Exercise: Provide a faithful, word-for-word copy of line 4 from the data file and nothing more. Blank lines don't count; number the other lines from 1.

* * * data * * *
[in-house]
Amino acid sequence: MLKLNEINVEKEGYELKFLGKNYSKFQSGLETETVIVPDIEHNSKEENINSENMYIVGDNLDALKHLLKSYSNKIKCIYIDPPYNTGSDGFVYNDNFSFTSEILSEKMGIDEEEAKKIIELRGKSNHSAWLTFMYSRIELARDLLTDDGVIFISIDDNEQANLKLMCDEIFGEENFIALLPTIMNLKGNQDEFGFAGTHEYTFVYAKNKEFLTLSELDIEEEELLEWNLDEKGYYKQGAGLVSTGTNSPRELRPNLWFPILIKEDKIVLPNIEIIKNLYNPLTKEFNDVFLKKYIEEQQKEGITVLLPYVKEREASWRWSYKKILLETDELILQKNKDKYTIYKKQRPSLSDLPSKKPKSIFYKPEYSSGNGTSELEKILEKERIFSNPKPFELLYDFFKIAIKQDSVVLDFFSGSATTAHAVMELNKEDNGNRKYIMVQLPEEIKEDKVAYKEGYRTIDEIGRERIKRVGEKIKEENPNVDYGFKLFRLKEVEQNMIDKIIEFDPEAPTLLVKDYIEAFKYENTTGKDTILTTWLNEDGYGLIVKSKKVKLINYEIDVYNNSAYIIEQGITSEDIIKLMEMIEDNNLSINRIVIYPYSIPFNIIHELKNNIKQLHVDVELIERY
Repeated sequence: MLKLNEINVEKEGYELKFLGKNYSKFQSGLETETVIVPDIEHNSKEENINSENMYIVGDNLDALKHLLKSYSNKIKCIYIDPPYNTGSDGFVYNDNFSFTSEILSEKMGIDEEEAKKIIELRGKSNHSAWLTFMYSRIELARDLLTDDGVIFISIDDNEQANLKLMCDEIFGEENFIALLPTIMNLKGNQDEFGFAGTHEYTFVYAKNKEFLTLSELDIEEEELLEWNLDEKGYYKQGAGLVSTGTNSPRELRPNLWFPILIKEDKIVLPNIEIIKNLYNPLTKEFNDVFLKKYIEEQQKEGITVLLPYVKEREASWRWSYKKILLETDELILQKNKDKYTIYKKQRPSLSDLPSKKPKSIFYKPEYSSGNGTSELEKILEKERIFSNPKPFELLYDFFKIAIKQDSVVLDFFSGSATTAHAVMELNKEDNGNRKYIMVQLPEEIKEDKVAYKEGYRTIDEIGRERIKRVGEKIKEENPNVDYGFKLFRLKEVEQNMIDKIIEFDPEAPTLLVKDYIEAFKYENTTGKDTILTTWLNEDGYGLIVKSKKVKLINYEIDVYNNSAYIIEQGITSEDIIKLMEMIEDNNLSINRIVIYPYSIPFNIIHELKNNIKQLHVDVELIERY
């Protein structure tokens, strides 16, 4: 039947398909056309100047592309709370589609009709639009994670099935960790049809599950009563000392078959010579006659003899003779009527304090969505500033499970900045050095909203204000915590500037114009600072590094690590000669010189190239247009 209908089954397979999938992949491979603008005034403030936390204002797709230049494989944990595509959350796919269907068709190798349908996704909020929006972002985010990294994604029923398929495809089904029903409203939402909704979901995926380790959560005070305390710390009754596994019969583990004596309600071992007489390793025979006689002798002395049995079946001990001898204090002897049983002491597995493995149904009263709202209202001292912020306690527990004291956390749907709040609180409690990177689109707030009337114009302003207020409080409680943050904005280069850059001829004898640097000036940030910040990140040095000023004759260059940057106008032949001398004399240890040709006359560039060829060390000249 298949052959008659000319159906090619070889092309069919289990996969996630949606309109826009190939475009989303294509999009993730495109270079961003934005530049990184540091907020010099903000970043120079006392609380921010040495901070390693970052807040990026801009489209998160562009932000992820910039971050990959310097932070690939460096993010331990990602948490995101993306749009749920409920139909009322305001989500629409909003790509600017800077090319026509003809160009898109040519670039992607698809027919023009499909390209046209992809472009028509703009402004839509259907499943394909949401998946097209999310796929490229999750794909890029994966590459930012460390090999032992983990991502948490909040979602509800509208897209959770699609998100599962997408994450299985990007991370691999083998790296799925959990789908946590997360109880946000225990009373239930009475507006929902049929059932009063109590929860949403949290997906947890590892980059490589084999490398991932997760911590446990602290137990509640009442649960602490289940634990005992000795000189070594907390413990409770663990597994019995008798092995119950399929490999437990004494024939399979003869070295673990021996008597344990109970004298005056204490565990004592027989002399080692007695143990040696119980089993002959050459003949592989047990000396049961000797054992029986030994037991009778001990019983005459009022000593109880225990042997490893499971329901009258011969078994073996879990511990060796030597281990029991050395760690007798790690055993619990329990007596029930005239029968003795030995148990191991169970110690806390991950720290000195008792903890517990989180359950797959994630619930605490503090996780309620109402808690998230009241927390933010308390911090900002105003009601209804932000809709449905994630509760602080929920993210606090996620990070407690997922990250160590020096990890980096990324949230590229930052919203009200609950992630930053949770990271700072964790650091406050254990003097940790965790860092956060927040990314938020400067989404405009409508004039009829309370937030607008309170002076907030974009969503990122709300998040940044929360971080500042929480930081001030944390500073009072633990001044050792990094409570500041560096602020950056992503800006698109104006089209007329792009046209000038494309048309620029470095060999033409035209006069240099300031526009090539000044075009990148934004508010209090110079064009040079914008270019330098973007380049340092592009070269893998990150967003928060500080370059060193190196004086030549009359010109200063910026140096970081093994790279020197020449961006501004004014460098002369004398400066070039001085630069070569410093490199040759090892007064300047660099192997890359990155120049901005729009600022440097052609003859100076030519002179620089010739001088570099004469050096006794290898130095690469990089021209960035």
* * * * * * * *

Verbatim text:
């Protein structure tokens, strides 16, 4: 039947398909056309100047592309709370589609009709639009994670099935960790049809599950009563000392078959010579006659003899003779009527304090969505500033499970900045050095909203204000915590500037114009600072590094690590000669010189190239247009 209908089954397979999938992949491979603008005034403030936390204002797709230049494989944990595509959350796919269907068709190798349908996704909020929006972002985010990294994604029923398929495809089904029903409203939402909704979901995926380790959560005070305390710390009754596994019969583990004596309600071992007489390793025979006689002798002395049995079946001990001898204090002897049983002491597995493995149904009263709202209202001292912020306690527990004291956390749907709040609180409690990177689109707030009337114009302003207020409080409680943050904005280069850059001829004898640097000036940030910040990140040095000023004759260059940057106008032949001398004399240890040709006359560039060829060390000249 298949052959008659000319159906090619070889092309069919289990996969996630949606309109826009190939475009989303294509999009993730495109270079961003934005530049990184540091907020010099903000970043120079006392609380921010040495901070390693970052807040990026801009489209998160562009932000992820910039971050990959310097932070690939460096993010331990990602948490995101993306749009749920409920139909009322305001989500629409909003790509600017800077090319026509003809160009898109040519670039992607698809027919023009499909390209046209992809472009028509703009402004839509259907499943394909949401998946097209999310796929490229999750794909890029994966590459930012460390090999032992983990991502948490909040979602509800509208897209959770699609998100599962997408994450299985990007991370691999083998790296799925959990789908946590997360109880946000225990009373239930009475507006929902049929059932009063109590929860949403949290997906947890590892980059490589084999490398991932997760911590446990602290137990509640009442649960602490289940634990005992000795000189070594907390413990409770663990597994019995008798092995119950399929490999437990004494024939399979003869070295673990021996008597344990109970004298005056204490565990004592027989002399080692007695143990040696119980089993002959050459003949592989047990000396049961000797054992029986030994037991009778001990019983005459009022000593109880225990042997490893499971329901009258011969078994073996879990511990060796030597281990029991050395760690007798790690055993619990329990007596029930005239029968003795030995148990191991169970110690806390991950720290000195008792903890517990989180359950797959994630619930605490503090996780309620109402808690998230009241927390933010308390911090900002105003009601209804932000809709449905994630509760602080929920993210606090996620990070407690997922990250160590020096990890980096990324949230590229930052919203009200609950992630930053949770990271700072964790650091406050254990003097940790965790860092956060927040990314938020400067989404405009409508004039009829309370937030607008309170002076907030974009969503990122709300998040940044929360971080500042929480930081001030944390500073009072633990001044050792990094409570500041560096602020950056992503800006698109104006089209007329792009046209000038494309048309620029470095060999033409035209006069240099300031526009090539000044075009990148934004508010209090110079064009040079914008270019330098973007380049340092592009070269893998990150967003928060500080370059060193190196004086030549009359010109200063910026140096970081093994790279020197020449961006501004004014460098002369004398400066070039001085630069070569410093490199040759090892007064300047660099192997890359990155120049901005729009600022440097052609003859100076030519002179620089010739001088570099004469050096006794290898130095690469990089021209960035």